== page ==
IF ever there was a case of “After the Lord Mayor’s Show”, last Saturday was it.
After praising the Clarets to the skies for their excellent footballing performance against Reading desite losing the game, no such claims can be made for the dismal performance at home to Millwall.
The drop in quality was startling and regardless of which players were tried in which positions, and the injury to captain Chris McCann, actually boiled down to Millwall wanting the game more.
The Lions are threatened with relegation and in the week before the match some of their supporters were posting on Burnley message boards after some recent inept showings of their own saying it was a nailed-on result for the Lancashire side and they wanted rid of manager Kenny Jackett.
But he must have been the happier man at full-time on Saturday. His team were quicker to the ball all through the game, regardless of the quality of Burnley performance with the ball, and that was always going to give them an edge.
It’s no cause for crisis, although it did make me think that Burnley will be looking at top ten rather than top six this campaign, I’d have settled for that without problem this time out.
l I’M hoping to have a word with Dave Thomas about his new book in more detail when I get a moment but here, just for Dave, is an early plug!
The Todmorden born and bred Leeds-based author and blogger is as near as the club will get to a writer-in-residence these days, and the marvellous variety of his books looks set to continue with his latest tome.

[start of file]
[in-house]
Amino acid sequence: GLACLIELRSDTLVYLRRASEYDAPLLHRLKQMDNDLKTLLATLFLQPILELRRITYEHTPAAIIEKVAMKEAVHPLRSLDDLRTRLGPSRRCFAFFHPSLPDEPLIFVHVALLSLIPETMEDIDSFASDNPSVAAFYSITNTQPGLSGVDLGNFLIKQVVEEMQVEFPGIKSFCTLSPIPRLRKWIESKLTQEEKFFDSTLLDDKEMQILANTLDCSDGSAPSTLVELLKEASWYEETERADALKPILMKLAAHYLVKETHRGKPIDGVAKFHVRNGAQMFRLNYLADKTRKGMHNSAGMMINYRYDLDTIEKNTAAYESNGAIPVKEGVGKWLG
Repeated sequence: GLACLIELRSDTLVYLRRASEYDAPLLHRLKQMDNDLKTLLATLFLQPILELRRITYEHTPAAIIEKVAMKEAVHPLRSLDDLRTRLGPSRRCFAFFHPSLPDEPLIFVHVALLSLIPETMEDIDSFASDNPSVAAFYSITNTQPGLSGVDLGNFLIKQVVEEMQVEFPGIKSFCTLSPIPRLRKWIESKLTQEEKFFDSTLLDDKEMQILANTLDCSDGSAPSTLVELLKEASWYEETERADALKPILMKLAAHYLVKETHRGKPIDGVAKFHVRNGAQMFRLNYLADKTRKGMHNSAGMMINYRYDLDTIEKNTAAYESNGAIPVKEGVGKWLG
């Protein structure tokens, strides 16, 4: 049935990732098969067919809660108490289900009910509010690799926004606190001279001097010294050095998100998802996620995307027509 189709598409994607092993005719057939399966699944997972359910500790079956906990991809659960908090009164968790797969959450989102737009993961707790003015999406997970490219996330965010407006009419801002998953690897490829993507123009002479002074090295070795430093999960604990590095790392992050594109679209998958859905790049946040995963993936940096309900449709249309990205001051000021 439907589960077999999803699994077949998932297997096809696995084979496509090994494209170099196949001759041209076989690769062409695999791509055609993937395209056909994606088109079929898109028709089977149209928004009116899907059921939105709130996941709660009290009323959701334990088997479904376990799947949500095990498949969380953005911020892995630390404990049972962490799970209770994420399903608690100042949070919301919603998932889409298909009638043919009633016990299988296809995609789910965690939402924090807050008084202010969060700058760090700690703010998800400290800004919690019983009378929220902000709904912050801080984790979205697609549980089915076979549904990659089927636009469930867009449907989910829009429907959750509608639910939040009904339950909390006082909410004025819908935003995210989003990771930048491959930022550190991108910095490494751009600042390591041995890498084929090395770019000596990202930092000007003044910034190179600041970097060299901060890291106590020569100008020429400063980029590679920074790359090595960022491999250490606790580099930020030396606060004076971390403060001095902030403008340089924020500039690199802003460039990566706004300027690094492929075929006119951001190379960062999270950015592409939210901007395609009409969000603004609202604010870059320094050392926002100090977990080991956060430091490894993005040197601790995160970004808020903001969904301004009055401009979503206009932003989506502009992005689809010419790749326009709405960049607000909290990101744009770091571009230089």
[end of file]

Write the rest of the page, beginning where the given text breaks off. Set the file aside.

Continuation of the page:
Dave has a genuine fascination with all aspects and eras of life at Turf Moor. He’s covered the peaks, with marvellous works on Harry Potts and Jimmy McIlroy, and now turns his attention to the fourth division championship days of 20 years ago with Thanks For The Memories - Roger Eli.
Dave’s got to know Roger, a cult hero that season who after serious injury hardly played for the club again.
It’s a story of lower league football, covering his early days, time spent with Brian Clough at Forest, his teenage years at Leeds United with Eddie Gray and then Billy Bremner, a move to Wolves and then the drift round the lower leagues until finally finding his feet again at Burnley, where the supporters of that era rightly regard him with great affection.
But football can be cruel, and Roger’s story looks as riveting in its own way as the stories of the very best players to play for Burnley.